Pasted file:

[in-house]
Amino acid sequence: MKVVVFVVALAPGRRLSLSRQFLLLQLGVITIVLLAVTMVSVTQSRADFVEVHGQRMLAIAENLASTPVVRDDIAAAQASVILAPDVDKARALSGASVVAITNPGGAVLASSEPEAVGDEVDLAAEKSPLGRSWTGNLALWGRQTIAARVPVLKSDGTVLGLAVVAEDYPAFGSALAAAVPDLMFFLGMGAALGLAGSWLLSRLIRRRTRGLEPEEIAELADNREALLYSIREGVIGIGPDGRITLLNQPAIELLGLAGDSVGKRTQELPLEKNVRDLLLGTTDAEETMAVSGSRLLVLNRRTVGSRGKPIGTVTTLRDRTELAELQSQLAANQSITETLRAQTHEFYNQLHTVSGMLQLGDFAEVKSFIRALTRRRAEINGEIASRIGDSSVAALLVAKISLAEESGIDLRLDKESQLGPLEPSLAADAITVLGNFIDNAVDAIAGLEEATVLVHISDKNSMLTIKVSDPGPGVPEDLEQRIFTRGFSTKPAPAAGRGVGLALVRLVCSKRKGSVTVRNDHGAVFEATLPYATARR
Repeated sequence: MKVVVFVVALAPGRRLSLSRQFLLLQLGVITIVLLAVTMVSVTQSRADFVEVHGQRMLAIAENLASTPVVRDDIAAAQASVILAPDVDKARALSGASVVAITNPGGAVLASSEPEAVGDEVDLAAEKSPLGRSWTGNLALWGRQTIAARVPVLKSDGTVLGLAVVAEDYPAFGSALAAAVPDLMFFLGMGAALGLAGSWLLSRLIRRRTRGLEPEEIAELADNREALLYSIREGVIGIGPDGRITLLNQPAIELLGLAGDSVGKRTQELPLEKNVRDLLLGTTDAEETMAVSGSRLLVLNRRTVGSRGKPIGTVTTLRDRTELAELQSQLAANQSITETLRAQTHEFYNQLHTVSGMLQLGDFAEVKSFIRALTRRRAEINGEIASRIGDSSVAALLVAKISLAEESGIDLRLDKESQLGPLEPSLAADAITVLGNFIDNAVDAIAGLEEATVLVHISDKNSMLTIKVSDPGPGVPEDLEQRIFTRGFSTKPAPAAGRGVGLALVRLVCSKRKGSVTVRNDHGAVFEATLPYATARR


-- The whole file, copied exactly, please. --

[in-house]
Amino acid sequence: MKVVVFVVALAPGRRLSLSRQFLLLQLGVITIVLLAVTMVSVTQSRADFVEVHGQRMLAIAENLASTPVVRDDIAAAQASVILAPDVDKARALSGASVVAITNPGGAVLASSEPEAVGDEVDLAAEKSPLGRSWTGNLALWGRQTIAARVPVLKSDGTVLGLAVVAEDYPAFGSALAAAVPDLMFFLGMGAALGLAGSWLLSRLIRRRTRGLEPEEIAELADNREALLYSIREGVIGIGPDGRITLLNQPAIELLGLAGDSVGKRTQELPLEKNVRDLLLGTTDAEETMAVSGSRLLVLNRRTVGSRGKPIGTVTTLRDRTELAELQSQLAANQSITETLRAQTHEFYNQLHTVSGMLQLGDFAEVKSFIRALTRRRAEINGEIASRIGDSSVAALLVAKISLAEESGIDLRLDKESQLGPLEPSLAADAITVLGNFIDNAVDAIAGLEEATVLVHISDKNSMLTIKVSDPGPGVPEDLEQRIFTRGFSTKPAPAAGRGVGLALVRLVCSKRKGSVTVRNDHGAVFEATLPYATARR
Repeated sequence: MKVVVFVVALAPGRRLSLSRQFLLLQLGVITIVLLAVTMVSVTQSRADFVEVHGQRMLAIAENLASTPVVRDDIAAAQASVILAPDVDKARALSGASVVAITNPGGAVLASSEPEAVGDEVDLAAEKSPLGRSWTGNLALWGRQTIAARVPVLKSDGTVLGLAVVAEDYPAFGSALAAAVPDLMFFLGMGAALGLAGSWLLSRLIRRRTRGLEPEEIAELADNREALLYSIREGVIGIGPDGRITLLNQPAIELLGLAGDSVGKRTQELPLEKNVRDLLLGTTDAEETMAVSGSRLLVLNRRTVGSRGKPIGTVTTLRDRTELAELQSQLAANQSITETLRAQTHEFYNQLHTVSGMLQLGDFAEVKSFIRALTRRRAEINGEIASRIGDSSVAALLVAKISLAEESGIDLRLDKESQLGPLEPSLAADAITVLGNFIDNAVDAIAGLEEATVLVHISDKNSMLTIKVSDPGPGVPEDLEQRIFTRGFSTKPAPAAGRGVGLALVRLVCSKRKGSVTVRNDHGAVFEATLPYATARR